Noir – This is my favorite new feature. Hands down. Noir does what grainy film does, but in monochrome. And who doesnn’t love monochrome? Noir does more than grainy film in fact. Aside from filter strength and grain, you can adjust brightness and wash. The higher the wash, the higher the contrast. This feature washes away some detail for a beautiful effect.
To the left is an image using noir, with brightness at 80, wash and grain at zero, and filter strength at 100. I used the F04 filter to achieve this look, but other noir filters do a wonderful job as well. Try all fourteen of them out! Oh, and noir need not be confined to monochrome. There are ways around that! See Stack Menu below for how you can use noir in color images.
Black & White – This is the traditional black and white editing tool of Snapseed. To be honest, I haven’t given it much attention since the update and the arrival of noir. It seems old. I still do like the color channels which digitally mimic real filters in black and white photography. Some of the presets, like film, seem to be basic and losing competitors to noir and grainy film. Still, for straight forward black and white, I am glad they decided to keep this filter.
Frames – Frames are back! They took a hiatus during the 1.6 version, much to my dismay. The older Android version had frames that could vary in thickness, and there was some variety to them. The 1.6 version did away with that and created a very limited tool for framing works. Needless to say, I am happy they brought back the adjustable thickness frame. Not only did they do so, but they increased how thick the frames can go! Great!
There are 23 different frames, divided between black and white, all of which are randomizable, making it possible to vary how each frame looks. Note that, similar to vignette, a frame applied before a filter, such as vintage, gets colorized by that filter. Applying a frame previous to a filter can give your image a common look as far as your color palette is concerned.
Operations Menu (The Three Dots)
For lack of a better name, the menu with three dots will be called the operations menu, from which you can do several additional operations not part of the editing itself, though related. There are two separate operations menus. One is found at upper right in the main menu, just to the right of the stack menu. Here you can undo and redo an action, or revert the image to its original state. From this menu you can also share and export to other apps, get image details (filename, resolution of the original image, and file size), and also get help or feedback. The feedback option gives additional choices, such as feedback options, help with the app, terms of service and licenses.
The second operations menu is found within the stack menu, looks exactly the same (being three dots), and is in the same place. However, while in stack view, it has different operations. There you can copy an existing stack, replace or insert a stack, or discard changes. We’ll come back to this menu while discussing Stacks.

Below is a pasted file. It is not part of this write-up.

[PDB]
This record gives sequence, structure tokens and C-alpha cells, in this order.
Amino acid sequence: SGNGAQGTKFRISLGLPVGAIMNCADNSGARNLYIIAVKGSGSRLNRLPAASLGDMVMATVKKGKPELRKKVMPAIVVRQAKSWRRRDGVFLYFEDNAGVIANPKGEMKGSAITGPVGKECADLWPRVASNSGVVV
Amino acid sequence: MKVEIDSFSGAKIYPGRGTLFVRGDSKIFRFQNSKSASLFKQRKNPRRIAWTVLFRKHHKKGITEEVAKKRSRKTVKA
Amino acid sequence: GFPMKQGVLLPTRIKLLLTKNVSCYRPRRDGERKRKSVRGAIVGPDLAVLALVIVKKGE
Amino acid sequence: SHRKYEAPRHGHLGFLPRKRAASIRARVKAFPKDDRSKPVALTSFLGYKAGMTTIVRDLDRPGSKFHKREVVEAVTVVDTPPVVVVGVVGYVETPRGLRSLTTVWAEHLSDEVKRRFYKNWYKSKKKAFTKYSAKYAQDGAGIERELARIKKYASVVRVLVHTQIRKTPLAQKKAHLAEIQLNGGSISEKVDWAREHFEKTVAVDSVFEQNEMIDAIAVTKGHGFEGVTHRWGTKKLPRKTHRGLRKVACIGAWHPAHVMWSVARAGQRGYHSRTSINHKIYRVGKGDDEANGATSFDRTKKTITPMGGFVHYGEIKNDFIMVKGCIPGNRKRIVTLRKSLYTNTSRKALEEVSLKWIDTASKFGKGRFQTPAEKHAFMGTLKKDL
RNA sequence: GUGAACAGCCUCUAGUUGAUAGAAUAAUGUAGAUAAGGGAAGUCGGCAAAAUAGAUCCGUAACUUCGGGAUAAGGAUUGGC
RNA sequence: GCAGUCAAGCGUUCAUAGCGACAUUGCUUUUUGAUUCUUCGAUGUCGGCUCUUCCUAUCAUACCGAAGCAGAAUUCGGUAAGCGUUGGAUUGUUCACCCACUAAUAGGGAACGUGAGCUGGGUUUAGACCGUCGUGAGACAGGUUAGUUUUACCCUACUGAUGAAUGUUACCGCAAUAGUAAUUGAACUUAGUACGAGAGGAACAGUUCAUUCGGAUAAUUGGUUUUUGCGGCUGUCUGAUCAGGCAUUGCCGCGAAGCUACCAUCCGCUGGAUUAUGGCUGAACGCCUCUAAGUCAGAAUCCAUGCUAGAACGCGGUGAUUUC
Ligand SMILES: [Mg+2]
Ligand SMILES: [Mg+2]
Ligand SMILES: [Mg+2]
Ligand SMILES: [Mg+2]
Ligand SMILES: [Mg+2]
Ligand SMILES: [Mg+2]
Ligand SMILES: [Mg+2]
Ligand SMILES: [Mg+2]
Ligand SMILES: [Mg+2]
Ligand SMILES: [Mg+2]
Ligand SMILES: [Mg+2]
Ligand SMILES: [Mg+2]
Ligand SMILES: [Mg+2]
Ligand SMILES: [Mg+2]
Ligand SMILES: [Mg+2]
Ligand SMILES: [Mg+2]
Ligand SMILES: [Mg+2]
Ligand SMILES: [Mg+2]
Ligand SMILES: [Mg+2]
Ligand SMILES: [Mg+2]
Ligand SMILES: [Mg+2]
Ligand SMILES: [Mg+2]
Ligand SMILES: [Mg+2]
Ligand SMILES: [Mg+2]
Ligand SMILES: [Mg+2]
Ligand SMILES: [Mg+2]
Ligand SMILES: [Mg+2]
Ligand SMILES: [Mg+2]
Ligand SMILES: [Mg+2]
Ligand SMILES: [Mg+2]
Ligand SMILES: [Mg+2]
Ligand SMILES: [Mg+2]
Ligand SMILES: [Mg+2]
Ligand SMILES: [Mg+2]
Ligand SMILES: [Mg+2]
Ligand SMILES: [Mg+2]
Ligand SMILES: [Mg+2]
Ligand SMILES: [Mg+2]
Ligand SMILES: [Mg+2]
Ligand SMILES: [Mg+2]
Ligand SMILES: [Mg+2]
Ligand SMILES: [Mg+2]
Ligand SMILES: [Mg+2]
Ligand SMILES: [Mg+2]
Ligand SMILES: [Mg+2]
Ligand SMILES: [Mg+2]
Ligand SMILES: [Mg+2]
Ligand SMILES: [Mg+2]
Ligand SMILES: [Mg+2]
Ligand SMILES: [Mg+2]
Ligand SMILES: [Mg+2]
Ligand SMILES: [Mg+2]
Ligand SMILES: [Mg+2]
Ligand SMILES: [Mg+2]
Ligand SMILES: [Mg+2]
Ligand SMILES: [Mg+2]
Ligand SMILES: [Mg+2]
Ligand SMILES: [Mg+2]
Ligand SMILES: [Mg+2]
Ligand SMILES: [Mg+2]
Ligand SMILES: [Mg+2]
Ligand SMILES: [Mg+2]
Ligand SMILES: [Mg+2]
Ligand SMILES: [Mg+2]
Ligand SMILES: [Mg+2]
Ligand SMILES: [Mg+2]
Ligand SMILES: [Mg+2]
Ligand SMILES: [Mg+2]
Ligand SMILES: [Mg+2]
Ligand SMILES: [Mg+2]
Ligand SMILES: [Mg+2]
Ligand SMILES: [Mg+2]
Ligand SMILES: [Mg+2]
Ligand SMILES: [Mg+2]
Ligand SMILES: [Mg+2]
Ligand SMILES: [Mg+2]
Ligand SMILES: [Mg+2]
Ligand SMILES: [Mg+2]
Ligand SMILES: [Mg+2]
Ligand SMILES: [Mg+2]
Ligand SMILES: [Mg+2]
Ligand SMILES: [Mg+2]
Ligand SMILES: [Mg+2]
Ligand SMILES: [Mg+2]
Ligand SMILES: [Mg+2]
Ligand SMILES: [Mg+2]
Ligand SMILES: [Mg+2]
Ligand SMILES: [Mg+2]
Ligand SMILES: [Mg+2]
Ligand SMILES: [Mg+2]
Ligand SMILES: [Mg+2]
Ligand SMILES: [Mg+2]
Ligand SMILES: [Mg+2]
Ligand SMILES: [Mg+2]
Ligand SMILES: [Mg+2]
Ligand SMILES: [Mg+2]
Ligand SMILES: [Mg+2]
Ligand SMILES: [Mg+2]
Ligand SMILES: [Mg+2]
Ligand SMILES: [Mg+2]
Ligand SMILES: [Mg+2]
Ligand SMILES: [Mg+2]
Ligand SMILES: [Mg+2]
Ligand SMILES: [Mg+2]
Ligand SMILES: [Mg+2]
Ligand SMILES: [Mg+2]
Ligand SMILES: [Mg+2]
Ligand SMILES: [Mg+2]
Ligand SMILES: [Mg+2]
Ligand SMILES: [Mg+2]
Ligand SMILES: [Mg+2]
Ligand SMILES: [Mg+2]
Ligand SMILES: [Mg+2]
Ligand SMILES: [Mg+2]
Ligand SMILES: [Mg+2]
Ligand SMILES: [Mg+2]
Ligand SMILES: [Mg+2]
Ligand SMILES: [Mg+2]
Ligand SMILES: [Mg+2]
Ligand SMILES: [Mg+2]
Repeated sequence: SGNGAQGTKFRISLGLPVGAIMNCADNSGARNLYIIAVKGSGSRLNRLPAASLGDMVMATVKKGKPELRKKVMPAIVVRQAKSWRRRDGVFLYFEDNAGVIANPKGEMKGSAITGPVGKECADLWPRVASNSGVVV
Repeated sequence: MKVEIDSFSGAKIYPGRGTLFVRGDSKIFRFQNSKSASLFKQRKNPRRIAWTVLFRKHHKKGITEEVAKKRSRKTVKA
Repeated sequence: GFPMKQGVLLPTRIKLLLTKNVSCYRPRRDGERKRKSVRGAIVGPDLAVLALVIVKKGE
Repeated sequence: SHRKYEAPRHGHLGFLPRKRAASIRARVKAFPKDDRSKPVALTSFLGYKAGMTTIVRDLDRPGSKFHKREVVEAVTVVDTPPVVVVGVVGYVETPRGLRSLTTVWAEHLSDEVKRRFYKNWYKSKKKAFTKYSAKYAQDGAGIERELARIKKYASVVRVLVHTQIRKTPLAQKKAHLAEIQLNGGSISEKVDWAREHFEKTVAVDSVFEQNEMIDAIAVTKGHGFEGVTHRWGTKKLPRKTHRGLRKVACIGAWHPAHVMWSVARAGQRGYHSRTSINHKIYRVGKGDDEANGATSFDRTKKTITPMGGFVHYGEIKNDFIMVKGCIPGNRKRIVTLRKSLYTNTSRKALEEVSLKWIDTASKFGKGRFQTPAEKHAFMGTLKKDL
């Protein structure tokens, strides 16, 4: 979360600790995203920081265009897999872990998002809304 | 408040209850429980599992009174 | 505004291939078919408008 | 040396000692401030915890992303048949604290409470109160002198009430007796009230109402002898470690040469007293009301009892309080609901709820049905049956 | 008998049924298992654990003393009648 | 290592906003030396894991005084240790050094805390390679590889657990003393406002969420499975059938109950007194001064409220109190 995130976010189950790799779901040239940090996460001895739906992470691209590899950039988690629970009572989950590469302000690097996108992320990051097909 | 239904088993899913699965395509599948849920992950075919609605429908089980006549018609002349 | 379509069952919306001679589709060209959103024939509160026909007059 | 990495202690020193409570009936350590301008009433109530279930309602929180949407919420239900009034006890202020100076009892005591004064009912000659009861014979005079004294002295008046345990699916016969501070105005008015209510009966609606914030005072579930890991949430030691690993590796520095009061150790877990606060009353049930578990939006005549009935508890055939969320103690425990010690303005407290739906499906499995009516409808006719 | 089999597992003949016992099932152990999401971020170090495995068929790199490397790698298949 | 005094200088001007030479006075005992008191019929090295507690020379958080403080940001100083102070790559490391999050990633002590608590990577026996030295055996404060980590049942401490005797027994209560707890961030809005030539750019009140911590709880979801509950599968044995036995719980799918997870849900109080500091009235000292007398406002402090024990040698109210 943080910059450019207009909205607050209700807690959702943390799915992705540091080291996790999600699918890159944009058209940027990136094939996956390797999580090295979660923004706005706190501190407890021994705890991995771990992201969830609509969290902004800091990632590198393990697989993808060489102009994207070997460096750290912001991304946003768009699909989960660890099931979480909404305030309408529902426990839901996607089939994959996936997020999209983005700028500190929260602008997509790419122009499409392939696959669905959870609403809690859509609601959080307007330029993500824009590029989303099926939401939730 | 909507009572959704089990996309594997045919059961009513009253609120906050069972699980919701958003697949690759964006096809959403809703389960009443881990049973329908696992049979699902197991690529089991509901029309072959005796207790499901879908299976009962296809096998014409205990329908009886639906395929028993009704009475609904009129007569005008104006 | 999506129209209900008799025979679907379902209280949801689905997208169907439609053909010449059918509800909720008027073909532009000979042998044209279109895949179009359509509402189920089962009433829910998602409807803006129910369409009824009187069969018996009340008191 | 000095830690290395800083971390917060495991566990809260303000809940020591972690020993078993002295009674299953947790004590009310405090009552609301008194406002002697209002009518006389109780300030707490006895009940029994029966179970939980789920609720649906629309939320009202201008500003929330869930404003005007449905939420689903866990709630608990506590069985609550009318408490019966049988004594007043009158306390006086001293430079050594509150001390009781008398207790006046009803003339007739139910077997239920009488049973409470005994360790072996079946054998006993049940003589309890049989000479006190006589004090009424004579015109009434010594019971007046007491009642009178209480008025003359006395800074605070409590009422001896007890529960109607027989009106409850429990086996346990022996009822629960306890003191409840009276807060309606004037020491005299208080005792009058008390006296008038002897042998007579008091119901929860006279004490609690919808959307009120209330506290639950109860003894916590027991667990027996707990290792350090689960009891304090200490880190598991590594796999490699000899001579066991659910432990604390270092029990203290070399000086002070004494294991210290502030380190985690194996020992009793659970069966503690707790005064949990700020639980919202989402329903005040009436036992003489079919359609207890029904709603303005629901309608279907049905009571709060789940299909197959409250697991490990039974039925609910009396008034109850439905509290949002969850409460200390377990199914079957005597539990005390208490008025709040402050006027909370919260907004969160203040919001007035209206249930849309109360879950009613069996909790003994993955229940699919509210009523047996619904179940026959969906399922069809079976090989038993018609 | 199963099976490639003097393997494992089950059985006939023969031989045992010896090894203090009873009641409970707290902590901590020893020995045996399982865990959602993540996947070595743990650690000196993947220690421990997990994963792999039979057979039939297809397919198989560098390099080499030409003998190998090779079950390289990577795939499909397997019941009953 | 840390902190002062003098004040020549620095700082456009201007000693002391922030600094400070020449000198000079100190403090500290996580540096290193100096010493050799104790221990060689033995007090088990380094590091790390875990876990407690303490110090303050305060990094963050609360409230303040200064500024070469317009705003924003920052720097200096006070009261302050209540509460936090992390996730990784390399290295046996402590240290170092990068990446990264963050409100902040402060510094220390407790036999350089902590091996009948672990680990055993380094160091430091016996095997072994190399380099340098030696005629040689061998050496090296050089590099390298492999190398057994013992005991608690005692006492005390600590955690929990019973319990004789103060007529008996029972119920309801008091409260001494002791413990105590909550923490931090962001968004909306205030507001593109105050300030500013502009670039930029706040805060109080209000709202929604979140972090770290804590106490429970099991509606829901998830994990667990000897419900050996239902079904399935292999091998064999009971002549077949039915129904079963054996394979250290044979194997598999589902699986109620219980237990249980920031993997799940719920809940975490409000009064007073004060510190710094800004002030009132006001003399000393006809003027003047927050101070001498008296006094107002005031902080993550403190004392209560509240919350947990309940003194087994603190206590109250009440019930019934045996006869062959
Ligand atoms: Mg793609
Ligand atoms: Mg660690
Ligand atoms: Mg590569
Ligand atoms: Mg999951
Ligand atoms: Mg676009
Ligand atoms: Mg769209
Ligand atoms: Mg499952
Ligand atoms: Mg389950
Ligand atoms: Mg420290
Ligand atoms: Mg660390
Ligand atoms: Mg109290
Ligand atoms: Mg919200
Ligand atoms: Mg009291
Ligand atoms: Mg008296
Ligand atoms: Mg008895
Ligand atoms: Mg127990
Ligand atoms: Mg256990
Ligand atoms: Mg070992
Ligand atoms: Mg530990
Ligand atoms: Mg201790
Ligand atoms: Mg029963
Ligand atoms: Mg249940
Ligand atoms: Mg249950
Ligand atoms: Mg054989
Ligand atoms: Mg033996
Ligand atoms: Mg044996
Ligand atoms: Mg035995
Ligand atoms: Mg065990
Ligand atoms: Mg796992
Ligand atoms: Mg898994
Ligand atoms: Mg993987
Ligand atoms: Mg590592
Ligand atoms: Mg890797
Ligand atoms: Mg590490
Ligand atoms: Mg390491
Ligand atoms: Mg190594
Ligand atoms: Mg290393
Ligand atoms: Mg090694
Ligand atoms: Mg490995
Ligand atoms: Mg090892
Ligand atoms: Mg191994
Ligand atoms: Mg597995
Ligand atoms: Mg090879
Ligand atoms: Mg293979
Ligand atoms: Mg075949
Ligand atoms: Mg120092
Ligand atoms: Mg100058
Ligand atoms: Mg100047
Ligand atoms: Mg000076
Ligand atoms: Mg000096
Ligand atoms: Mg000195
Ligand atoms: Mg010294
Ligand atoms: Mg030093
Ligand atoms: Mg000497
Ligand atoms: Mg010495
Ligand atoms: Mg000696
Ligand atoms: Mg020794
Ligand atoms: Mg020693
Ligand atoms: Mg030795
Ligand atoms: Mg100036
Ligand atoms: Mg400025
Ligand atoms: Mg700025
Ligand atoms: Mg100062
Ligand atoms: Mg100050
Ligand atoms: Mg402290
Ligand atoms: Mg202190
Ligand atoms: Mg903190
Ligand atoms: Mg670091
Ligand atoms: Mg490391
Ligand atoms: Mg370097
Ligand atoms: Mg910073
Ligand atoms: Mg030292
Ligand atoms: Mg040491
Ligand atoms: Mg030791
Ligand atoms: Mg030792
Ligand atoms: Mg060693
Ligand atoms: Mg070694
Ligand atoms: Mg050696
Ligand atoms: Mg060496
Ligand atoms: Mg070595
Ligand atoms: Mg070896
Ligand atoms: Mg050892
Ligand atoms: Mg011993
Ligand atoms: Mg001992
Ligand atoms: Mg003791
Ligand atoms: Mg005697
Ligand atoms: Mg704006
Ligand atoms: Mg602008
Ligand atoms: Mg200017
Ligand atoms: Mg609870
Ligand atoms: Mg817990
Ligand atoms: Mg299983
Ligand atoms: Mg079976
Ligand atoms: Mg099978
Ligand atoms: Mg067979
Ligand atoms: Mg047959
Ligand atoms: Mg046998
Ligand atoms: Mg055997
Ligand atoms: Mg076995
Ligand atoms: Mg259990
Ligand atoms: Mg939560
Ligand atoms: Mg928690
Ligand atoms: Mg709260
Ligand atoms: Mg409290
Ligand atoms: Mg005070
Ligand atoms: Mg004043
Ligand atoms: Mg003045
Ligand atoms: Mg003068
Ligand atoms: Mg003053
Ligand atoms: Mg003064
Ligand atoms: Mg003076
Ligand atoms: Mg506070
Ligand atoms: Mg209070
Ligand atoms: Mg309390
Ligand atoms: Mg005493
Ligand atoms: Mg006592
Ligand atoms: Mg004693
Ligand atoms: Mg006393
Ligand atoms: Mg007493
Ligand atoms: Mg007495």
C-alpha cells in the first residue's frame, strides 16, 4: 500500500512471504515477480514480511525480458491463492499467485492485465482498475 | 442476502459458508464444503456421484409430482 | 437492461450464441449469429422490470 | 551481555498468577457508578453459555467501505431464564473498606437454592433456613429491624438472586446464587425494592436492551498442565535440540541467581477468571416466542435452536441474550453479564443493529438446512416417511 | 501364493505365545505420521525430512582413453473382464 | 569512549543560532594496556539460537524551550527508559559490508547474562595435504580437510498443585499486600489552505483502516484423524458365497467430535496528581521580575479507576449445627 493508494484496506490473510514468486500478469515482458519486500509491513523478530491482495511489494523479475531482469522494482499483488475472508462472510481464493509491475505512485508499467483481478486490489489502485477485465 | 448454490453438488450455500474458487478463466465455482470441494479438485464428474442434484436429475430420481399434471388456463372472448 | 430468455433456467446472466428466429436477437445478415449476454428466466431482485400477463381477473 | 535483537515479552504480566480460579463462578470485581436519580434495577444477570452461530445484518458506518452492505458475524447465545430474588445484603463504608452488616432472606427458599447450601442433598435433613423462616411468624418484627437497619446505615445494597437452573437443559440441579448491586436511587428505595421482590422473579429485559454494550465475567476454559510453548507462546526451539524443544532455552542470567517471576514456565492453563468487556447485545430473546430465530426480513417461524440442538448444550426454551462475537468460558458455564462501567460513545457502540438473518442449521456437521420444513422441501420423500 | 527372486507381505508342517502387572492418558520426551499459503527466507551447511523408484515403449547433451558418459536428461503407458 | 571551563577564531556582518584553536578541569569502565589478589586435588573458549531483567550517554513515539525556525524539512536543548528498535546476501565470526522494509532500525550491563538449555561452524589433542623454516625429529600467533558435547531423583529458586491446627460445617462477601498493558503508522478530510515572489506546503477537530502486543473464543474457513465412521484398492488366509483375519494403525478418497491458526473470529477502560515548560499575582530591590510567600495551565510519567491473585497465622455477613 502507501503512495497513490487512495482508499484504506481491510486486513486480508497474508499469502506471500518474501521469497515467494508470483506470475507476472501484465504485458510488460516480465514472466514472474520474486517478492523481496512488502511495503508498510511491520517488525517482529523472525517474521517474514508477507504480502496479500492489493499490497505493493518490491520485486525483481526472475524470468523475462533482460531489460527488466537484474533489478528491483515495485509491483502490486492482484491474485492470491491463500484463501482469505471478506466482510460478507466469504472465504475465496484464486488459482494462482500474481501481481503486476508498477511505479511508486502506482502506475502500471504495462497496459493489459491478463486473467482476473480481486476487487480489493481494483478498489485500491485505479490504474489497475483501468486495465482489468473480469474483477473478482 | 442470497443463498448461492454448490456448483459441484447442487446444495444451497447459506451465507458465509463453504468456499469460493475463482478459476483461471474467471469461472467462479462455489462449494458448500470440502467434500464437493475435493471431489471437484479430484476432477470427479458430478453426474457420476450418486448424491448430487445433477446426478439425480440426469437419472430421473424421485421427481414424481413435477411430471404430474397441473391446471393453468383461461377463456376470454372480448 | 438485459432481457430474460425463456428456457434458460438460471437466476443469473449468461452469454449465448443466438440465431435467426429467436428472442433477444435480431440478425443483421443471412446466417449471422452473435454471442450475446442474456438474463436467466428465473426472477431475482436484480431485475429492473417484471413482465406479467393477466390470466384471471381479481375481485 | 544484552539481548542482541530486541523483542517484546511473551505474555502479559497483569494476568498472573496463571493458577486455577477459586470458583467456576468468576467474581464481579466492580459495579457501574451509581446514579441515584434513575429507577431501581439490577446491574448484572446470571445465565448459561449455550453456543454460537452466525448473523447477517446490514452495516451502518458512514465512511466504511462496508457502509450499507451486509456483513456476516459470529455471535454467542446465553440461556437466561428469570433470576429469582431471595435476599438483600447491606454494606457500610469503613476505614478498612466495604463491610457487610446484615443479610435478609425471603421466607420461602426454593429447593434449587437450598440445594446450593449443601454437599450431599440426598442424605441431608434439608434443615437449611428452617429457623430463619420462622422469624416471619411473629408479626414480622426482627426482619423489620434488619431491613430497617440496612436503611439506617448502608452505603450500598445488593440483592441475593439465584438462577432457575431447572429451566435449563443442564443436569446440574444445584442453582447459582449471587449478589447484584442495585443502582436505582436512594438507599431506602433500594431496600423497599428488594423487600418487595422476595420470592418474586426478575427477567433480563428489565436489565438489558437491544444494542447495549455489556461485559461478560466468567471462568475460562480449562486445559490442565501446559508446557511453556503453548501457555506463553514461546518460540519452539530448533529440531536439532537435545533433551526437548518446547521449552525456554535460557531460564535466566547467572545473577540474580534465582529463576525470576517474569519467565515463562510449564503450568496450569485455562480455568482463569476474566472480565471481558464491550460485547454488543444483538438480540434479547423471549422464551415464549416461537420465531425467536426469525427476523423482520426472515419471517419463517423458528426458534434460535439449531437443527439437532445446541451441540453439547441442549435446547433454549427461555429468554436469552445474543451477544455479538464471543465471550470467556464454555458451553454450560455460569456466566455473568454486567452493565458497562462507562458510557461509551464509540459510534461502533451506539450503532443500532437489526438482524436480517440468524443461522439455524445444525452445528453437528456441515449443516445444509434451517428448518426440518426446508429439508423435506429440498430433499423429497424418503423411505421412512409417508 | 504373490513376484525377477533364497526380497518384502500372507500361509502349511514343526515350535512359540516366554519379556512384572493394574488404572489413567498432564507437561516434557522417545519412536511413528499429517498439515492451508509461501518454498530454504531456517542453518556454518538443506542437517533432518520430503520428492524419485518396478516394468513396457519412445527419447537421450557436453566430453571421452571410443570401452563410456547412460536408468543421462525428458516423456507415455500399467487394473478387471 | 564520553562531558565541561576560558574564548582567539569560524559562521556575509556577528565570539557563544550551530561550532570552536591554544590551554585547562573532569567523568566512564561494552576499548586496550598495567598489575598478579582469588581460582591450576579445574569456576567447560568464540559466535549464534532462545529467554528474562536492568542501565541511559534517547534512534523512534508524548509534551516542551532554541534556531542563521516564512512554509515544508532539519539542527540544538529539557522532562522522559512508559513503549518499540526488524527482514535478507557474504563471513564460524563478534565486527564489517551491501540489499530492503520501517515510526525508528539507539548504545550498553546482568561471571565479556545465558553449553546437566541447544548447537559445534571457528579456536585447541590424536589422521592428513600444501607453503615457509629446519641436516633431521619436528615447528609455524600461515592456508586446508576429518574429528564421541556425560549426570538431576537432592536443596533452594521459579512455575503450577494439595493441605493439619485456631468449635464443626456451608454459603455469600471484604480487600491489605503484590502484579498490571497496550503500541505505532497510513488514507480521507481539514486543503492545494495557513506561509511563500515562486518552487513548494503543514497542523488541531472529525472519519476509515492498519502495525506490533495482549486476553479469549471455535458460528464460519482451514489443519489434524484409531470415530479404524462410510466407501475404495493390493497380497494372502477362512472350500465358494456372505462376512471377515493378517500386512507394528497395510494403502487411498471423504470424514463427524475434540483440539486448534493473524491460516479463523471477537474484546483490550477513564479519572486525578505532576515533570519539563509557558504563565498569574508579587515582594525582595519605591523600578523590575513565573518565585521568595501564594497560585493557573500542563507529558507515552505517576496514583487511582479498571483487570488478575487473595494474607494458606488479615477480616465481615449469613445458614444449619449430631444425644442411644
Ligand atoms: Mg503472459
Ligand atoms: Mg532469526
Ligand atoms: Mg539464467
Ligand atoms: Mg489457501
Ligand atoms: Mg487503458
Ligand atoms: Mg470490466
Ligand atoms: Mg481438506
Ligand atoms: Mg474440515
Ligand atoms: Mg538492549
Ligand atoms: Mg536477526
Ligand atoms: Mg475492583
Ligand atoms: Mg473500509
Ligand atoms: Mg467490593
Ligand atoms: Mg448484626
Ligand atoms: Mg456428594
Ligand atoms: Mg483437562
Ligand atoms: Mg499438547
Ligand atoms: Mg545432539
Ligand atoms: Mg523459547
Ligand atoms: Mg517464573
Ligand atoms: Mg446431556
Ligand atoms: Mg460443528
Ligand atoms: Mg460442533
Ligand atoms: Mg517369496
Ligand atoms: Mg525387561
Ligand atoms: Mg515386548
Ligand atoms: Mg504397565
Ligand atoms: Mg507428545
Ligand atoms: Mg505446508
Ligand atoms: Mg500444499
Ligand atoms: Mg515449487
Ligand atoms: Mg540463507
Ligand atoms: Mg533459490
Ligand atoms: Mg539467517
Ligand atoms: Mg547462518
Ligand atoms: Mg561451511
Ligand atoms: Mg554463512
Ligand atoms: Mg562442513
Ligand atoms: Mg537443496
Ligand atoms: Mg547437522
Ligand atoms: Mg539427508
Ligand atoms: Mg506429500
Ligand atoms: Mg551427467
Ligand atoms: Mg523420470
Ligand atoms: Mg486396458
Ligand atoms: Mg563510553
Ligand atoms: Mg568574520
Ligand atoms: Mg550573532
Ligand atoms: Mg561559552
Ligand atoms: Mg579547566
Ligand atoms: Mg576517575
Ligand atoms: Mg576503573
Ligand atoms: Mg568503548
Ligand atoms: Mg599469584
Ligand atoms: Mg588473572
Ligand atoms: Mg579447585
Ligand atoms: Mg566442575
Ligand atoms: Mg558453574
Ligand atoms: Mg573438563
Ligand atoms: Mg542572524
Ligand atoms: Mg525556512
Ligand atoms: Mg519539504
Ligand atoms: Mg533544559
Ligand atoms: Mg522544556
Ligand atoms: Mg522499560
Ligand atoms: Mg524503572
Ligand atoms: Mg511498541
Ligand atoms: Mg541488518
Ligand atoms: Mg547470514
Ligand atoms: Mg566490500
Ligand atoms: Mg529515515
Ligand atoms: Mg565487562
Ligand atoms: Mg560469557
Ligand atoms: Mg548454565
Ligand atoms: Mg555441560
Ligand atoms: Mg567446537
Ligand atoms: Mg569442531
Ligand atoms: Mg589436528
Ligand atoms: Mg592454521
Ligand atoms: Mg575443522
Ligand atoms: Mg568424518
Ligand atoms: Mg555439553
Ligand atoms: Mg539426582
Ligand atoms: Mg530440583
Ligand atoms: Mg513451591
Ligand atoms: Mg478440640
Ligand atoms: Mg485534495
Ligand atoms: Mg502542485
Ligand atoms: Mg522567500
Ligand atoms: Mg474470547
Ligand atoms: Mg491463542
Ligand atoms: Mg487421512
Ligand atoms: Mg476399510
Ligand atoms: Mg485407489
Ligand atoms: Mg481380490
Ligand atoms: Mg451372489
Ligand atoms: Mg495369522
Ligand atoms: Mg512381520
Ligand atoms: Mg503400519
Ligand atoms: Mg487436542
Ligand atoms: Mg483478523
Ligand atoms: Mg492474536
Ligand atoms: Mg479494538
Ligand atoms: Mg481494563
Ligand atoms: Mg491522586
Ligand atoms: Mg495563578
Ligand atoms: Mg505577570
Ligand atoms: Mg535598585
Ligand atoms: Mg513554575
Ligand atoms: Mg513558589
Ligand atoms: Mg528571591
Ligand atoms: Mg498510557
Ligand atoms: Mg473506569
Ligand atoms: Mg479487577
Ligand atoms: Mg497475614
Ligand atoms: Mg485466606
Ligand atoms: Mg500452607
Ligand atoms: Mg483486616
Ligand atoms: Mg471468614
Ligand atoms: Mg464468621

The Snapseed Stack Menu
The stack menu is one of the great tools of Snapseed 2.0. There are three important features about the stack menu: modifying individual adjustments and filters; applying a layer mask so that an adjustment or filter is applied differentially throughout an image; copying, inserting and replacing stacks. To the left you see an image in which I have applied three changes. First a tonal contrast filter, second a grunge filter, and third a noir filter. But wait, applying that grunge filter, I don’t actually even see the results of the tonal contrast. So why do I need it? Well, select that portion of the stack, click on the little arrow that points to the left, and then click the trash can.
Needless to say, edits made to your images are not applied to the image until you save it. Up until that time, all editing exists as layers, superimposed on your image. By going to the stack menu, you can either delete or modify an adjustment or filter you’ve applied. Perhaps you need to push that Ambiance just a little bit further to get the right look you want. Why is this a good thing? Well, suppose you change your mind about an edit, as it doesn’t quite work well with another edit you have done. Or suppose too much of one thing meant not enough of another.
The masking layer feature of the stack menu is wonderful. The ability to paint a filter or adjustment onto specific portions of an image, and in varying degrees of strength, is fabulous. Suppose you want to fade the shadows of a color image somewhat. Why not apply a noir filter, and in the stack menu, create a layer mask painted only on the shadowy areas, and with a 25% strength. Voila. The image remains in color, but you’ve dulled down the shadows just a bit. Why not go with a noir filter at 75% for some subtle color?